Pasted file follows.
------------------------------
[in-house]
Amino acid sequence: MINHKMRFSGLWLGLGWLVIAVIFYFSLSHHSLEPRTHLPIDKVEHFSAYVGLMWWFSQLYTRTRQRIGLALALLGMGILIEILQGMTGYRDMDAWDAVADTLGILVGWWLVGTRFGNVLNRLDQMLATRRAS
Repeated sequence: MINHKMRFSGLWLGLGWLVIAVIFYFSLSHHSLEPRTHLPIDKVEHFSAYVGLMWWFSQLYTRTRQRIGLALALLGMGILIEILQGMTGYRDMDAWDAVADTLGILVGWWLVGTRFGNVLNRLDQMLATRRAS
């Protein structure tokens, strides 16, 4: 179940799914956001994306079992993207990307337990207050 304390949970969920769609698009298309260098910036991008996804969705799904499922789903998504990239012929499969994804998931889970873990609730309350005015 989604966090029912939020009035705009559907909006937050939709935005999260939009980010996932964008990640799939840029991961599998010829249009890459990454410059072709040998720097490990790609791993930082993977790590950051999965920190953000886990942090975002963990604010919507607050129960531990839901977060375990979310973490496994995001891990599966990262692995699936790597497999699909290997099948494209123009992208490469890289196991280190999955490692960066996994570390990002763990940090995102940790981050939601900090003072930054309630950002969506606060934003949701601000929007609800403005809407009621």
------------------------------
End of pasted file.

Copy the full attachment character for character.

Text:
[in-house]
Amino acid sequence: MINHKMRFSGLWLGLGWLVIAVIFYFSLSHHSLEPRTHLPIDKVEHFSAYVGLMWWFSQLYTRTRQRIGLALALLGMGILIEILQGMTGYRDMDAWDAVADTLGILVGWWLVGTRFGNVLNRLDQMLATRRAS
Repeated sequence: MINHKMRFSGLWLGLGWLVIAVIFYFSLSHHSLEPRTHLPIDKVEHFSAYVGLMWWFSQLYTRTRQRIGLALALLGMGILIEILQGMTGYRDMDAWDAVADTLGILVGWWLVGTRFGNVLNRLDQMLATRRAS
């Protein structure tokens, strides 16, 4: 179940799914956001994306079992993207990307337990207050 304390949970969920769609698009298309260098910036991008996804969705799904499922789903998504990239012929499969994804998931889970873990609730309350005015 989604966090029912939020009035705009559907909006937050939709935005999260939009980010996932964008990640799939840029991961599998010829249009890459990454410059072709040998720097490990790609791993930082993977790590950051999965920190953000886990942090975002963990604010919507607050129960531990839901977060375990979310973490496994995001891990599966990262692995699936790597497999699909290997099948494209123009992208490469890289196991280190999955490692960066996994570390990002763990940090995102940790981050939601900090003072930054309630950002969506606060934003949701601000929007609800403005809407009621």